On 26 November 1915, the West Lothian Courier published this letter:
Heroic Efforts to Aid his Wounded Comrades
Sir,- Would you be kind enough to publish this letter in order if possible that I may get into correspondence with one who has saved not only my life but the lives of many others. I refer to Private Paxton of Fauldhouse.
While we made the attack on the village of [Loos] on the 25th of September , by pure accident I was mixed up with some of the Royals. After we had held the village for several hours, we were counterattacked by the Huns. It was in this rush that I was first struck by a piece of shrapnel in the back, and while trying to retire to our own line for dressing, I was shot through the arm. Being unable to continue on my course, I lay down and prayed that death would come soon. Our men held the support trench for a while, then were forced to retire also. I saw one chap (I afterwards found out that it was Paxton) being knocked down with a bullet through the leg. It was the quickness of him that drew my attention to him. He wasn’t down two minutes till he was up again and grabbed a box of bombs [grenades] and continued his work of slaughter in the open. He was knocked down again, shot through the arm, and I never saw him again until he was by my side asking what was wrong with me. I told him and he calmly started to dress my wounds. After they were dressed he gave me a hand to go back to our lines.
On our way down the German first line of trenches, we came upon a score of our men lying in the trench. Paxton left me while he tried to dress those who were still alive and put them in a comfortable position. You can take my word of honour as a British solder that there were about 60 or 70 he treated thus. Although he was shot through the arm and the leg, he didn’t even dress his own wounds. I am sure that he saved the wounded from getting worse and myself from capture. I have never seen him since I came into England, so I would be greatly obliged if you would print this note on the chance of his parents seeing it and communicating with him on my behalf. In closing, I wish him every success that life can bring and all the happiness that this world can bestow. God bless you, Paxton. –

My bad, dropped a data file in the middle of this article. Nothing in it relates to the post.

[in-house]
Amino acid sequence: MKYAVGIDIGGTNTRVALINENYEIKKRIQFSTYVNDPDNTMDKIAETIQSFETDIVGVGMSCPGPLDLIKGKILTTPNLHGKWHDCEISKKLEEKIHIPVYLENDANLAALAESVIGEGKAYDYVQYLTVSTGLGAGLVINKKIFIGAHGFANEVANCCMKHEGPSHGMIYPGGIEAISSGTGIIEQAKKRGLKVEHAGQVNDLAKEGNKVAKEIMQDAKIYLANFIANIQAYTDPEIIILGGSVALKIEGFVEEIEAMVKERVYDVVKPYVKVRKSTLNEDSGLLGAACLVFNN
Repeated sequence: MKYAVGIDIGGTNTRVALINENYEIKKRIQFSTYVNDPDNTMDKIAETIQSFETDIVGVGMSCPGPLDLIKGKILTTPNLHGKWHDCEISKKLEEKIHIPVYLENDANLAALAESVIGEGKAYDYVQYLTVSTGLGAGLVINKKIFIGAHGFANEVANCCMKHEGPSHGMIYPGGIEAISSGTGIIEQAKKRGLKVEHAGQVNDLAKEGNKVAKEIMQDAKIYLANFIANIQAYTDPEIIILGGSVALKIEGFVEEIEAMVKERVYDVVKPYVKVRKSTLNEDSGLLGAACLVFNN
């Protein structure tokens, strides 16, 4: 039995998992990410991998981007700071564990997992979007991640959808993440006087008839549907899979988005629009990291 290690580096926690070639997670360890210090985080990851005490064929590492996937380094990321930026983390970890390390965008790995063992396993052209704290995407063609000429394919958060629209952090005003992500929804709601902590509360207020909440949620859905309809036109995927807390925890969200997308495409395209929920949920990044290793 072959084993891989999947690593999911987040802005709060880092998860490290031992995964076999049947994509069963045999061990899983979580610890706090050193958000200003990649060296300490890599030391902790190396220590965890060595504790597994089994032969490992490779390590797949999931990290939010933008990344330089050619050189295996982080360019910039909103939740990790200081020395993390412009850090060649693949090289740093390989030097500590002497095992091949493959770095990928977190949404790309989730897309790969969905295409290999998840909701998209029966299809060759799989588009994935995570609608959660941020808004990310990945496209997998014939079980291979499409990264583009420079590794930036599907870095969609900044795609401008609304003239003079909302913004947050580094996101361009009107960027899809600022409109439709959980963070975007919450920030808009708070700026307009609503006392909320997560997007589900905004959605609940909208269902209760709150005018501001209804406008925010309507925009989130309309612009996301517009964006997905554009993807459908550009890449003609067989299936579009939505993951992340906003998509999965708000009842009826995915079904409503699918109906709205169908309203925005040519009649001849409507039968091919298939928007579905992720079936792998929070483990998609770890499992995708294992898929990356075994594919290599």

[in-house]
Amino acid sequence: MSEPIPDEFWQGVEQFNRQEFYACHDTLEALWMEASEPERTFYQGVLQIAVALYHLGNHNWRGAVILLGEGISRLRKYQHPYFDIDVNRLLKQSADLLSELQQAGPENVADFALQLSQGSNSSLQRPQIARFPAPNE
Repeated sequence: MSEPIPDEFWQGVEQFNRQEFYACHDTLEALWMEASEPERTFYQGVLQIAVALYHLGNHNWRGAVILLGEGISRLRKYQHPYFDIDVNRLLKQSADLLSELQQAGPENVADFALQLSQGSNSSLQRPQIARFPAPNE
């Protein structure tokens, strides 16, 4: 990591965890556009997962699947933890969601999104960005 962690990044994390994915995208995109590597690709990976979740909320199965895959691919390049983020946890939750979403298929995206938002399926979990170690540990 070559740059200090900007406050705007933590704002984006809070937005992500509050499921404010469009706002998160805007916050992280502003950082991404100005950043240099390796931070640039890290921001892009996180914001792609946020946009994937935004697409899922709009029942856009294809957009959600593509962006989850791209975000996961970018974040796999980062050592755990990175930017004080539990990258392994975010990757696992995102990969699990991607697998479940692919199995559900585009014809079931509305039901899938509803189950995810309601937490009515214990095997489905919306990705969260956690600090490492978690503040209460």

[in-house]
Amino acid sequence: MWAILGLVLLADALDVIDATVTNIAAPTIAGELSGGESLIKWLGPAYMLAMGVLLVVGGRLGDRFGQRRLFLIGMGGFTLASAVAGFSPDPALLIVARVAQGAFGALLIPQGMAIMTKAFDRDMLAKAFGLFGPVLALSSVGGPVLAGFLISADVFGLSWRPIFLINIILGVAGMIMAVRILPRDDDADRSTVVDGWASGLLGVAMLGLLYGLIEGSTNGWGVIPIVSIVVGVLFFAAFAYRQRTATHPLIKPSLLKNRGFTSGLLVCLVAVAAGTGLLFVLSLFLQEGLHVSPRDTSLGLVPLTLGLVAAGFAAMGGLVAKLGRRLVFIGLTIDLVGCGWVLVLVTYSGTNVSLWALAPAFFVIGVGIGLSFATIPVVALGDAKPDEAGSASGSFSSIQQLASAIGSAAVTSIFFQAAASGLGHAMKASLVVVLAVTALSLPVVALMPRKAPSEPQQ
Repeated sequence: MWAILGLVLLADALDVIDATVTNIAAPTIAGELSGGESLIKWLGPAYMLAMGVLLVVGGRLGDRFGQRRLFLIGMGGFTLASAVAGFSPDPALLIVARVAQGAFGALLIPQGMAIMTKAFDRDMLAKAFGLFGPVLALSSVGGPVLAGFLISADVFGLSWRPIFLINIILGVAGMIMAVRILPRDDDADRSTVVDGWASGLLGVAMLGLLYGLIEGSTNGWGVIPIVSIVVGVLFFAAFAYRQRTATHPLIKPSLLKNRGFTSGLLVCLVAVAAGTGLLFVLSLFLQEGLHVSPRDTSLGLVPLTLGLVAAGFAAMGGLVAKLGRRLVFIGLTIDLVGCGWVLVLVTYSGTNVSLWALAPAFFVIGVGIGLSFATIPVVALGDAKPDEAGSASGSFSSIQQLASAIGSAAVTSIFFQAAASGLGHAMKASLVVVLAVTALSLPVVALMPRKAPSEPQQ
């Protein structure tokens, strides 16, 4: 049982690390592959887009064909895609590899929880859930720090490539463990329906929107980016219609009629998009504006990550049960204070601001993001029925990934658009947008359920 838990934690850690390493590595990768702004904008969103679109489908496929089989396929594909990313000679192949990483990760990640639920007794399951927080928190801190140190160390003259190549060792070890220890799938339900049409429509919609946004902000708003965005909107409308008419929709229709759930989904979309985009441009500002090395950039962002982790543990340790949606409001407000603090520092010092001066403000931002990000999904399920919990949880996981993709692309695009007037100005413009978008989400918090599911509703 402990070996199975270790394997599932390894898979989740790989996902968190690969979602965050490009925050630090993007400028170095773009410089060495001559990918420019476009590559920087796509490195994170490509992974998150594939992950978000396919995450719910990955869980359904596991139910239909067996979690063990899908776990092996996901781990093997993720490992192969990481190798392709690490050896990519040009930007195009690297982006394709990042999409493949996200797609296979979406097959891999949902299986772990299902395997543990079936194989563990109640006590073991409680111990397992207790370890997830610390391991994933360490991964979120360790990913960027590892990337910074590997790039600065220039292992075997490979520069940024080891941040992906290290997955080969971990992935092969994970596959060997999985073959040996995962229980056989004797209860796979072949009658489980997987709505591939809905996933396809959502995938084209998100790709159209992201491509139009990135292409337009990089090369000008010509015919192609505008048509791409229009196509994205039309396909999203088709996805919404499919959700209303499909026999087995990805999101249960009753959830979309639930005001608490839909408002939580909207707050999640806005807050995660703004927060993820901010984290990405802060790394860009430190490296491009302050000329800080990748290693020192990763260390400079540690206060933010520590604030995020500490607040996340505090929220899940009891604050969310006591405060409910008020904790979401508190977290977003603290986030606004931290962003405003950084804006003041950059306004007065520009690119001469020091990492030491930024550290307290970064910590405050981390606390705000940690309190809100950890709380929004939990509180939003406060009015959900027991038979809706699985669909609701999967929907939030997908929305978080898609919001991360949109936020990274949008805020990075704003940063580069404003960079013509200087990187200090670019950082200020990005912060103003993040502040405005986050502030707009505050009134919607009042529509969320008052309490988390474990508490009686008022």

Private John Stevenson, 8th Battalion Black Watch. Whitworth Street Hospital, Manchester.
This letter is a puzzle. Such bravery and compassion should surely have merited a gallantry award, but there is no mention that any medal was awarded. The tale has a flavour of exaggeration, and possibly a hoax. There is no further evidence either way.
The first name of Private Paxton is not mentioned so the question arises, which of the three Paxton brothers was the hero? All served in the Royal Scots: James was not in France at the time of Loos, but Alfred and William were. A further report in the Courier mentions that Alfred was home on leave after being wounded in the arm and leg at Loos, and spending some time in Manchester. There is no mention of his heroics, only that he was about to go to Glencorse at the end of his leave. So it’s probable that the letter refers to Private Alfred Paxton, 11th Royal Scots.
The Battle of Loos was fought among coal mines and bings, the sort of landscape very familiar to West Lothian soldiers. In the left background of the image can be seen the tall entrance building to some of the coalmines, known to British soldiers as Tower Bridge. It was destroyed in the fighting.
Huge numbers of Scottish soldiers were involved at Loos – Scottish casualties that day were even higher than the first day of the Somme. It was so nearly a victory: the German trenches were broken through, but no reinforcements were available, nor sufficient shells, and the ground taken was swiftly lost again.
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